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Phoenix Workers' Compensation Blog

Taking precautions at a construction site

While being a construction worker can be very beneficial towards your family and community, it is no secret that the job has far more safety hazards than many career paths. There are numerous incidents or injuries that could occur that would impair your ability to work and cost you thousands in medical bills. It is imperative that you take as many measures as you can to ensure your personal safety.

Staying hydrated while working outside

No matter what your workplace looks like, the summer heat in Arizona presents an increased need for staying hydrated. There’s no shortage of articles and reports about the importance of staying hydrated. Especially in the summer.

Providing safe drinking water for employees is not just a nice thing for employers to do. It’s a requirement.

You don’t have to be working at heights to suffer a serious fall

From construction, to manufacturing, to health care, falls are a serious danger in a wide range of workplaces. When it comes to dangerous falls, a lot of attention goes to falls from heights. This is unsurprising, as such falls can lead to especially serious injuries and are responsible for hundreds of workplace deaths a year. However, it is important to remember that a fall doesn’t need to be from heights to cause you significant harm.

Working in confined spaces

Working in a confined space can make an ordinary job far more difficult. Not only is it small, as the name implies, the restricted area means that dangers can multiply quickly.

There are any number of things that can go wrong that could cause significant injury. Understanding the risks that come with working in a confined space can help you know the precautions you should take to do your job safely.

Getting back to work after an injury

Even when you’re compensated for your lost wages, after a workplace injury, you just want to be able to get back to work. It can get even more frustrating when there are restrictions on what you’re able to do as you transition back into your regular duties.

Then, there’s communicating all that information to your employer. You’d love to be able to say you’re ready to go back to your regular duties, but the reality is that you have some limitations.

Making long shifts more manageable

Long hours as a nurse are no surprise. It may not be your favorite part of the job, but it’s one of those things that you know about long before you sign up for nursing school.

For some nurses it’s part of the job that you deal with because you love what you do. For others, the longer hours mean that you get more days off and more time to recover between those long shifts.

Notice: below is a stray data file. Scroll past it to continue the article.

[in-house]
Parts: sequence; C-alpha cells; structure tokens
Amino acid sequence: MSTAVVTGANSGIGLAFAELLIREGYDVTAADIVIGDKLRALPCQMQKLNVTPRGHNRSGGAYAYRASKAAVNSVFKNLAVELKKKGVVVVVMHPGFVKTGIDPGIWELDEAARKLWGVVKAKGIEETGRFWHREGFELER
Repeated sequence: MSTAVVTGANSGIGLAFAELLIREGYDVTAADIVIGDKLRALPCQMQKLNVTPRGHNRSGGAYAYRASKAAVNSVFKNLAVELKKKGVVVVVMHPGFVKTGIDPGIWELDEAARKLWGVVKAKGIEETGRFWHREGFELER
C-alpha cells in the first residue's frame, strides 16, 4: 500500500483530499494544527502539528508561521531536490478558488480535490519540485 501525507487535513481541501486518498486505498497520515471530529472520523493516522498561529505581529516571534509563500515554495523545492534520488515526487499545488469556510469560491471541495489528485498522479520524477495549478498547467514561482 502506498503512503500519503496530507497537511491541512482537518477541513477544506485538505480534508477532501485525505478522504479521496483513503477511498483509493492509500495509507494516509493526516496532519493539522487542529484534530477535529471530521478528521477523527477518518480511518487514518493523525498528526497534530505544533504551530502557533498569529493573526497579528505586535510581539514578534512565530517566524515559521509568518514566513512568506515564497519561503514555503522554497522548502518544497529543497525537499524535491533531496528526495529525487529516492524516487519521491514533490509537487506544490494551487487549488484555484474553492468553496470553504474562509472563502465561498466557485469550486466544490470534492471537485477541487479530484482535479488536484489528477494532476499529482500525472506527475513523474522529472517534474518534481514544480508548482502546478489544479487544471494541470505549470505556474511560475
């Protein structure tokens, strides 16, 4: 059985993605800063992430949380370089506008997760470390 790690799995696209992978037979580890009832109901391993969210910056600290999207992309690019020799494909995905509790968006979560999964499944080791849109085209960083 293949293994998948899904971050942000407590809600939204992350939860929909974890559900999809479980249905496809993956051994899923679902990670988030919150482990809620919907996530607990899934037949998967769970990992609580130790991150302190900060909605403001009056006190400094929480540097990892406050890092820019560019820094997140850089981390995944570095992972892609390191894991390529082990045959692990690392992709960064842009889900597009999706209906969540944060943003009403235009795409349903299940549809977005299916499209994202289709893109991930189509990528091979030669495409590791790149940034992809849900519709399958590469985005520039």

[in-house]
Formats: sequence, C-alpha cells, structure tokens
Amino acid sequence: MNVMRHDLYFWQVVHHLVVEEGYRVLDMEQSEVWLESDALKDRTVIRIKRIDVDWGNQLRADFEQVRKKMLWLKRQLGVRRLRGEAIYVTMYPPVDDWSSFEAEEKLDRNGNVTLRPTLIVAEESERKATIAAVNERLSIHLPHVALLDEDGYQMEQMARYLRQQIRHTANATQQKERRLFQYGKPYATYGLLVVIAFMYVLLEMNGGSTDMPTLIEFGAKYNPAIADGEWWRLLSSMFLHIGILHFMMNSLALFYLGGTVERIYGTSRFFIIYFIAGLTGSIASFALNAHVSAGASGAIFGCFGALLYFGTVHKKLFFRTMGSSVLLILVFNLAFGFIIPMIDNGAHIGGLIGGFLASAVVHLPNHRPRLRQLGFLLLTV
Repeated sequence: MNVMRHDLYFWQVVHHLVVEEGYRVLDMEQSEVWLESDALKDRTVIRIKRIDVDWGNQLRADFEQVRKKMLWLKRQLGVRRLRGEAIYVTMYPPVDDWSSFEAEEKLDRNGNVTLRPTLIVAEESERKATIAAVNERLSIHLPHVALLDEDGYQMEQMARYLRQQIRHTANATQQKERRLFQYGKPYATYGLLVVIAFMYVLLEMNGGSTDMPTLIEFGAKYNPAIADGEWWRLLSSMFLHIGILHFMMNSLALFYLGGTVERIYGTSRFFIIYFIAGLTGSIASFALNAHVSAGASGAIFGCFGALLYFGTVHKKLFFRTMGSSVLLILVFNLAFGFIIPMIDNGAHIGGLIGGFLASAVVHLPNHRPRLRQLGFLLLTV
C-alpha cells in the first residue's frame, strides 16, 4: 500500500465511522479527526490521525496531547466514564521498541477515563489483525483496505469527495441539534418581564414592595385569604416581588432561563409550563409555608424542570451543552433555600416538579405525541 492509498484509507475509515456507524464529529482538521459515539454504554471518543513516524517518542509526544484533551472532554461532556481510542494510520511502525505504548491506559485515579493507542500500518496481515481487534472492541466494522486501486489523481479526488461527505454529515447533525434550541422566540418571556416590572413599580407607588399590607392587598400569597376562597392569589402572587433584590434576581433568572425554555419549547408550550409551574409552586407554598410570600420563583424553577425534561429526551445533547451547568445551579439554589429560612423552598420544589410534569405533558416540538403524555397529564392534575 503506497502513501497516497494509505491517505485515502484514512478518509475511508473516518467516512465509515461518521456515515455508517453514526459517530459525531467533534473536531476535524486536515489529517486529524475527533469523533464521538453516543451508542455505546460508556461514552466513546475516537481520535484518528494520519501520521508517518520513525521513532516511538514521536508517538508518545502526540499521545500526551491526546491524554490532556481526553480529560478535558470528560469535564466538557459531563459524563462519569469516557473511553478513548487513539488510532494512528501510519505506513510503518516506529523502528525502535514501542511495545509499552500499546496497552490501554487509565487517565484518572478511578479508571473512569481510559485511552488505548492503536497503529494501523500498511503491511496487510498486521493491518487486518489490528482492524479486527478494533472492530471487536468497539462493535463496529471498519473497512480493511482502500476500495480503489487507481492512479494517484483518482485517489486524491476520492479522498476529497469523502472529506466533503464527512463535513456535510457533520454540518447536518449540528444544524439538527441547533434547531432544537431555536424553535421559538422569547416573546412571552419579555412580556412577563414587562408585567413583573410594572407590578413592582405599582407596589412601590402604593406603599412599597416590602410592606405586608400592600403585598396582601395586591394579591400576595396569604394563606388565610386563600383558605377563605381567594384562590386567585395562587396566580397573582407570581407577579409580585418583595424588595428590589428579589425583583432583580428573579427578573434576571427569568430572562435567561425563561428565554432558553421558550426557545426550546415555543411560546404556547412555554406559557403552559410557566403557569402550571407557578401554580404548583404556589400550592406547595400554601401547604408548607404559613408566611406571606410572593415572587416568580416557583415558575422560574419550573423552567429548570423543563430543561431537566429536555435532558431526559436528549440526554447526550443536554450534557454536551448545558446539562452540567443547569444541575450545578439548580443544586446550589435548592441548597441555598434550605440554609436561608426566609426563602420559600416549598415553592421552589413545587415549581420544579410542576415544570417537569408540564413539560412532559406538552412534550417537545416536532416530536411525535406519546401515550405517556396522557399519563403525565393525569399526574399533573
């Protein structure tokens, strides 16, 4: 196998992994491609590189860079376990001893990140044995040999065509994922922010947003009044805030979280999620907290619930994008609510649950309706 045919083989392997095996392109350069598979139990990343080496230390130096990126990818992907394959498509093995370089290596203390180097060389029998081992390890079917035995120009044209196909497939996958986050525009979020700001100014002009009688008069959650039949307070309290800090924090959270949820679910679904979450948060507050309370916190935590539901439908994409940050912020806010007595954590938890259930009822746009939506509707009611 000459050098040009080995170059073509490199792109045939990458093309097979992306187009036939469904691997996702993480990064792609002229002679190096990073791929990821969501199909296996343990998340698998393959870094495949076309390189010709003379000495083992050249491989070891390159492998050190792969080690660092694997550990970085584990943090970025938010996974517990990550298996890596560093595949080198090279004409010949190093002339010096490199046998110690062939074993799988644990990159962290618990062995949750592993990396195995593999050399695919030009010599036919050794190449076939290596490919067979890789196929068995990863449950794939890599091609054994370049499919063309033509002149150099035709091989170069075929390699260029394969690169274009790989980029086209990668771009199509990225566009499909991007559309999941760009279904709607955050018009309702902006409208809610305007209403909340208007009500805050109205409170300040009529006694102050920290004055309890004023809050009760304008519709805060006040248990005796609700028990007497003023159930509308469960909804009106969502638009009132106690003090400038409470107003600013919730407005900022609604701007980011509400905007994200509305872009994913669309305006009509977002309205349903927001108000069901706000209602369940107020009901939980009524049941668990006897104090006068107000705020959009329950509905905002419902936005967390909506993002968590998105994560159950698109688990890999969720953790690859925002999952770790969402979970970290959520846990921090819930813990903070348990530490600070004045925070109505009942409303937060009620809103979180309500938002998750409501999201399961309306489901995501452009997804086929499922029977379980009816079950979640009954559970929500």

Workplace safety for emergency medical personnel

As an Emergency Medical Technician, you spend your work week helping people who are at the worst moments of their lives. Your office can be anywhere. You might start the day on the side of the street helping with a car accident, and be in an office building at lunchtime.

With such an unpredictable day, it’s no surprise that you are especially prone to work-related injuries. But is there anything that you can do to prevent injuries?

Avoiding burnout in healthcare professions

Everyone tells you that your job must be difficult when you’re a nurse. But the truth is, you love it and you love the people you care for. That is what makes you great at what you do.

But the same thing that makes you great at what you do is what makes people in caregiving professions prone to burnout. You’re willing to do whatever it takes to make sure your patients get the care that they need.  Make sure that while you're taking care of your patients, you're also taking care of yourself.

Recognizing signs of heat-related illnesses

There are plenty of dangers on a construction site, but in the summer the heat adds an extra hazard for construction workers who are often outside for long hours.

As a construction worker, you’re used to relying on the other members of your team to stay safe. Everyone needs to pay attention to hazards and communicate them to the rest of the team so that everyone can focus on the job and complete it safely.

Nurses get back pain by having their patient's backs

You became a nurse because you want to help people. You are naturally nurturing and intuitive. The job is demanding, sometimes sad and mostly rewarding. There are times when you get to think things through and take your time. There are also moments when you must act quickly, making important split-second decisions.

You were trained for this kind of thinking. Throughout the course of your schooling and employment, you were taught steps, procedures and protocol. This includes lifting and moving patients. Unfortunately, when transferring a patient, it is possible for you to become injured. This is especially true when working with larger patients, or when having to use repetitive motion.

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